Everyday interactions make you feel self-conscious.
Being nervous about meeting new people or having to make small talk all night is normal, but if you’re stressing about what people think of you or being judged to the point that you feel overly self-conscious in super common situations, like office small talk, you might have some social anxiety. That’s especially true if that anxiety leads you to avoid social moments you’d normally want to be a part of, says Dr. Romero-Gaddi. Getting super sweaty, blushing, feeling nauseous, trembling, talking really quietly, and avoiding eye contact can all be symptoms of that kind of anxiety, per the National Institute of Mental Health.
Being out and about in the world stresses you out big time.
While you might think of agoraphobia as being afraid to leave your house, Dr. Romero-Gaddi explains it can also manifest as feeling anxious in crowded areas like grocery stores or elevators. Dr. Romero-Gaddi says he’s seen loads more cases of this since the start of the pandemic made places like that feel unsafe basically overnight.
Your anxiety is messing with your job, social life, relationships, whatever.
Skipping out on your friend’s birthday bash after a brutal week at work or having trouble sleeping before seeing an S.O. you know you need to break up with is probably NBD. But if you’re on the struggle bus with work or school, staring at your ceiling all night every night, moody as hell, or avoiding social activities or hobbies you typically enjoy on a regular basis (think more often than not for the last few months), you’re swimming in anxiety disorder territory, according to Dr. Romero-Gaddi.
You think you might need some help.
Whether you ultimately fit the criteria for an anxiety disorder or not, feeling anxious enough to wonder if you need help is the only reason you need to get some. A therapist or psychiatrist who specializes in anxiety can figure out whether you’re diagnosable and, if so, what type of anxiety disorder best matches your lived experience. From there, your diagnosis basically serves as a compass for your treatment plan, helping you navigate your way to feeling more balanced, even when the world is a cluster.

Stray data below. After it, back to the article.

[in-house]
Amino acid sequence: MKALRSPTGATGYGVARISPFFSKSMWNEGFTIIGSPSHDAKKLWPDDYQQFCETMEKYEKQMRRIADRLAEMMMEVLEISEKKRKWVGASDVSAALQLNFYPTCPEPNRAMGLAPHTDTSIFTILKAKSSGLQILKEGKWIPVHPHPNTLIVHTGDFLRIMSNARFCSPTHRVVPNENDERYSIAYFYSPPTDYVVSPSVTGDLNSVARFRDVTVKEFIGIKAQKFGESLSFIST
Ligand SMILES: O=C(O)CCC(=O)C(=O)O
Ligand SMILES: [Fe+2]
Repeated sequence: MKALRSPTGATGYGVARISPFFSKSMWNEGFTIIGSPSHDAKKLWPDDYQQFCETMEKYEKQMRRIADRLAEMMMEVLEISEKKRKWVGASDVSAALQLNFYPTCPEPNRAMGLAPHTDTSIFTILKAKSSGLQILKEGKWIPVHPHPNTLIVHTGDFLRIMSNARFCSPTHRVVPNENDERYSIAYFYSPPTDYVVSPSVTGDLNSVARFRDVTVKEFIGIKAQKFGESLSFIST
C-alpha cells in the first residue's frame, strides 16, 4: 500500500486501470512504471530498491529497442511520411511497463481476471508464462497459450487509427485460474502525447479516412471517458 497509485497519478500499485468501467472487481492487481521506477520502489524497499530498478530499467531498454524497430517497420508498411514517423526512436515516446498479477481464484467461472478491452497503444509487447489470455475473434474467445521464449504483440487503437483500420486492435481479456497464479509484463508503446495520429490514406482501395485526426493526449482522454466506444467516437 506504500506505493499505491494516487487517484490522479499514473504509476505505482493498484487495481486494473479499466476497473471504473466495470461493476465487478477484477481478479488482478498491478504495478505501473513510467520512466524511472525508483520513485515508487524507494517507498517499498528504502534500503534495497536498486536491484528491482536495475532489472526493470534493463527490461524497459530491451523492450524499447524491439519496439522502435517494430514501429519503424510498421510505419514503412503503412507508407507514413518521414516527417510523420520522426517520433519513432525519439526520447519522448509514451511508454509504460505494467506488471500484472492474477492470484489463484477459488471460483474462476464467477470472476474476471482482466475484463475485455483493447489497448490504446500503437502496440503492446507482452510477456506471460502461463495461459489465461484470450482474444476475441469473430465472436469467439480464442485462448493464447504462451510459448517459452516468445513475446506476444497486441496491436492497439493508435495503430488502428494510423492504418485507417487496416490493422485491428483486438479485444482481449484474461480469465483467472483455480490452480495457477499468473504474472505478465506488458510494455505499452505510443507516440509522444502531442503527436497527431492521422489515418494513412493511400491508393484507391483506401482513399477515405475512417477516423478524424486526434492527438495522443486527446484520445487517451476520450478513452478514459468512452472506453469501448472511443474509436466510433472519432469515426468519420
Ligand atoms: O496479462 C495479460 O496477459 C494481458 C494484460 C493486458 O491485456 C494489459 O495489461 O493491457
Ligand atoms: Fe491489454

If you are diagnosed with an anxiety disorder and you’re not sure how you feel about that, it’s OK. Mental health diagnoses are complicated. But receiving one can actually be the most validating thing ever. “Many people feel liberated; like they finally have a direction to go in,” Shabazz says. A diagnosis also gives your treatment a sense of direction, since certain types of therapy and medication are helpful for anxiety.
And while the name or label can help steer your journey, it could never capture all of the uniqueness and complexity that makes you, you.
Wondermind does not provide medical advice, diagnosis, or treatment. Any information published on this website or by this brand is not intended as a replacement for medical advice. Always consult a qualified health or mental health professional with any questions or concerns about your mental health.